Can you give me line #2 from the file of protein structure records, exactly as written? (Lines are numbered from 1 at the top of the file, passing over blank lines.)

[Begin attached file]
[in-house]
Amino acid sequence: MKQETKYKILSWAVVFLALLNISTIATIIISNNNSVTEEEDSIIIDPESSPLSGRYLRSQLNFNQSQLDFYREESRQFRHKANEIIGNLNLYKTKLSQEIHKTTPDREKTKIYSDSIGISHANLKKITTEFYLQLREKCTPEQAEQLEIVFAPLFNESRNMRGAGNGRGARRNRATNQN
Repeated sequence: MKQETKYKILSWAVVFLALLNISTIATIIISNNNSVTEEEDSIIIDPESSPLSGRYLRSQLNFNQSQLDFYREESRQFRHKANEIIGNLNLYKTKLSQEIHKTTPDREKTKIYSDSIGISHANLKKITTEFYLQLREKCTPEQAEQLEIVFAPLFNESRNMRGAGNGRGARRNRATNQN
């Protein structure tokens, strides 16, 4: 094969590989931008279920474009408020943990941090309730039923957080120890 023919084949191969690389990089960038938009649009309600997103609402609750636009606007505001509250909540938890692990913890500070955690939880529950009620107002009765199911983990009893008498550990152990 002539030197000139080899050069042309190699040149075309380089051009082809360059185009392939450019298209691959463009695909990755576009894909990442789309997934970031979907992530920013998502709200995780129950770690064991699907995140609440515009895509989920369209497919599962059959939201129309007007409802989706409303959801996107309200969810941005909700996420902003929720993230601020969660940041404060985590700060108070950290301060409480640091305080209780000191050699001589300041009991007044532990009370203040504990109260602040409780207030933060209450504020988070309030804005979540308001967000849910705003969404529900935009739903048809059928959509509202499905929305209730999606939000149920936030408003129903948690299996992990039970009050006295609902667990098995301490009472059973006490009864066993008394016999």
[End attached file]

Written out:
Amino acid sequence: MKQETKYKILSWAVVFLALLNISTIATIIISNNNSVTEEEDSIIIDPESSPLSGRYLRSQLNFNQSQLDFYREESRQFRHKANEIIGNLNLYKTKLSQEIHKTTPDREKTKIYSDSIGISHANLKKITTEFYLQLREKCTPEQAEQLEIVFAPLFNESRNMRGAGNGRGARRNRATNQN